MADRID (Reuters) - A Spaniard has won a legal battle to include in her work record the time she spent attending a social program for women that was created in the Franco era, enabling her to qualify for early retirement after a ruling based on gender equality.
The woman had found herself seven days short of the minimum time spent working to qualify for early retirement because she was unable to include the period spent on the program created in 1937 to help women learn social and labor skills.
Her request to retire early was turned down by the National Social Security Institute and the decision was upheld by Catalonia’s top regional court.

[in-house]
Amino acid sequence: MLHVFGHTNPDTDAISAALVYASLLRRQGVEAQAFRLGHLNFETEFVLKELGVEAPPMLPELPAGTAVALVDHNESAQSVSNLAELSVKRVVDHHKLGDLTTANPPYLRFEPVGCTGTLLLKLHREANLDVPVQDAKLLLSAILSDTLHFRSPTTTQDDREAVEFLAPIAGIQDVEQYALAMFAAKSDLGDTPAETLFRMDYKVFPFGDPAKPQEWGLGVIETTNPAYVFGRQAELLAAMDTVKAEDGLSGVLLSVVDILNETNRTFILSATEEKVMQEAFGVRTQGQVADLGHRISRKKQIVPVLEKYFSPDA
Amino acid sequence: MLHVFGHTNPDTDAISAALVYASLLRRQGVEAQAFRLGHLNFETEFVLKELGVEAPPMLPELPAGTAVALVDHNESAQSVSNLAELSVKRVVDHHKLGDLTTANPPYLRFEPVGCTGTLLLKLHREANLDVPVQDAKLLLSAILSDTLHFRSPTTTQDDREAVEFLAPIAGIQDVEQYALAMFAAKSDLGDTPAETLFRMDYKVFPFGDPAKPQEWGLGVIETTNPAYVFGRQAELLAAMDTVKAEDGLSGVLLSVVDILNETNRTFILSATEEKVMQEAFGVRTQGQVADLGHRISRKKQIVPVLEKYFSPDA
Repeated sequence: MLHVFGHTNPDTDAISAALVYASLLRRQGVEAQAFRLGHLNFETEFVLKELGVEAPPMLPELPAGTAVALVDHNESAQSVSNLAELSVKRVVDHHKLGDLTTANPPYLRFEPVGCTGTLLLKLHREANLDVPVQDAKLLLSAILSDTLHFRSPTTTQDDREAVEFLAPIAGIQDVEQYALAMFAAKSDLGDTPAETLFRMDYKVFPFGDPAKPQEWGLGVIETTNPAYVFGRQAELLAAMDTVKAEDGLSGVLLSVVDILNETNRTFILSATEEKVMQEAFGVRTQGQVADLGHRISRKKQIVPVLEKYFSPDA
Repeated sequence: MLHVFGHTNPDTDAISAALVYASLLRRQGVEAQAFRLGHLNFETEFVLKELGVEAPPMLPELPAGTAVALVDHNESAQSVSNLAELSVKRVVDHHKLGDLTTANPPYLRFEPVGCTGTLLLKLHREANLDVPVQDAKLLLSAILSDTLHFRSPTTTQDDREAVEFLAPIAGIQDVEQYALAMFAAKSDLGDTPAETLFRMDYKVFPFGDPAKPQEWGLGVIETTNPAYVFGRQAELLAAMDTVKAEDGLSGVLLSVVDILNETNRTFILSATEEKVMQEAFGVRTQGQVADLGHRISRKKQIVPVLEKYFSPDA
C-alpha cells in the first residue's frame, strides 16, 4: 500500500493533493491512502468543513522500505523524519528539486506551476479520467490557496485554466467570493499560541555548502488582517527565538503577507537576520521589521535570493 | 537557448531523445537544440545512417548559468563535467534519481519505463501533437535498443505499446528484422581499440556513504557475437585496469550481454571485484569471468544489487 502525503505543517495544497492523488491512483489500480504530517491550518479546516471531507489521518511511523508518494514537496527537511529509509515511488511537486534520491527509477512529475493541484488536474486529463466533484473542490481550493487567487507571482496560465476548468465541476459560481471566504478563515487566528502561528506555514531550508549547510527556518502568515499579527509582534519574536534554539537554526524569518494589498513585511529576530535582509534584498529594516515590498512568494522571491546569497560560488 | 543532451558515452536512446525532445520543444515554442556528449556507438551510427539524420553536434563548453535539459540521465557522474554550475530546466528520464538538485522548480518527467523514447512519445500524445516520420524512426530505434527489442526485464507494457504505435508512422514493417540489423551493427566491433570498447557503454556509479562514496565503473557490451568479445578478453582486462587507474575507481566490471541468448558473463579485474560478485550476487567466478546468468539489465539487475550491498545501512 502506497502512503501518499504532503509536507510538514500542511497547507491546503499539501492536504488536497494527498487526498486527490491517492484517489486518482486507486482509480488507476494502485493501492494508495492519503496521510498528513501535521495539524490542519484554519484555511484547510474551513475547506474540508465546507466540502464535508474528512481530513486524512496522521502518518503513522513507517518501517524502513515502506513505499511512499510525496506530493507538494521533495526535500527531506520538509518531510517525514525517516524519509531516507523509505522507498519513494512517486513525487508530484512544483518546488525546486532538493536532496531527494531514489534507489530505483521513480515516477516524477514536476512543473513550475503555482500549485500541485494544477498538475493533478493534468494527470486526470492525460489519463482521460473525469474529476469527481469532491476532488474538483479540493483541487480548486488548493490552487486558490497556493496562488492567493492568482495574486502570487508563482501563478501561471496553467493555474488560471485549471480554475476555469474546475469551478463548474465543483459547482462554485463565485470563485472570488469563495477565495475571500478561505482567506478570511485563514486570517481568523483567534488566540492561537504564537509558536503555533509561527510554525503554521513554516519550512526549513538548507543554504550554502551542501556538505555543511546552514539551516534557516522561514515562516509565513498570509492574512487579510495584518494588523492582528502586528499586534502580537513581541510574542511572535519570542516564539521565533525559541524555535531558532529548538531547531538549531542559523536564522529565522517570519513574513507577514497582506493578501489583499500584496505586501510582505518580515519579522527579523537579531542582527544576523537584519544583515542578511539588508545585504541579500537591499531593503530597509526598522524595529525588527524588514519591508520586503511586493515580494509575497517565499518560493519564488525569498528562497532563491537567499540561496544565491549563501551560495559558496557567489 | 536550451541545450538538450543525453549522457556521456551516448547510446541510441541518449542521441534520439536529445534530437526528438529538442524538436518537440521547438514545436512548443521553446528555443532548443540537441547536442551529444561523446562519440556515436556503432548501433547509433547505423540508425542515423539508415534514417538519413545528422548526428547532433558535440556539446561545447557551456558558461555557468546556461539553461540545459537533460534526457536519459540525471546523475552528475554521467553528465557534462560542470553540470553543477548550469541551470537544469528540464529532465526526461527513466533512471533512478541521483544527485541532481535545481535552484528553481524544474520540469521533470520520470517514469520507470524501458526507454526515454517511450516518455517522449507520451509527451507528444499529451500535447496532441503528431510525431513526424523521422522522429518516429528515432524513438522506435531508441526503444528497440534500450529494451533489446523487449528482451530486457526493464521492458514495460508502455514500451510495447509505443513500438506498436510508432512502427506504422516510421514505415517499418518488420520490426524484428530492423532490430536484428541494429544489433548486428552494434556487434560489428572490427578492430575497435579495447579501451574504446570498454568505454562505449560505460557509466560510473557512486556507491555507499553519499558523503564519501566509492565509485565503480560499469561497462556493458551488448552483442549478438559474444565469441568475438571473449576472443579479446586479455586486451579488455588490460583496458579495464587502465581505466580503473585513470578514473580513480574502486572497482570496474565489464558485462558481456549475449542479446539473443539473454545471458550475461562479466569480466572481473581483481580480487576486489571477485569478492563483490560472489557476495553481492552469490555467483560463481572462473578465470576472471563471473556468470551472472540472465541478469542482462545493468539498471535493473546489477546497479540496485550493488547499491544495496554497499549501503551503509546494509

But Spain’s Supreme Court overruled that decision on Friday, and said its ruling was based on gender equality - labor law already gave men the right in similar cases to include time spent doing military service or a substitute program.
The Women’s Social Service program, for women aged from 17 to 35, was established by General General Francisco Franco’s fascist organization during the Spanish civil war.
It was not abolished until 1978, five years after Franco died in power, leaving a nationalist legacy that still divides Spain and looms large over its political system.
The program was not compulsory for women but it was obligatory for those who wanted to work in public administration.
Reporting by Joan Faus, Editing by Timothy Heritage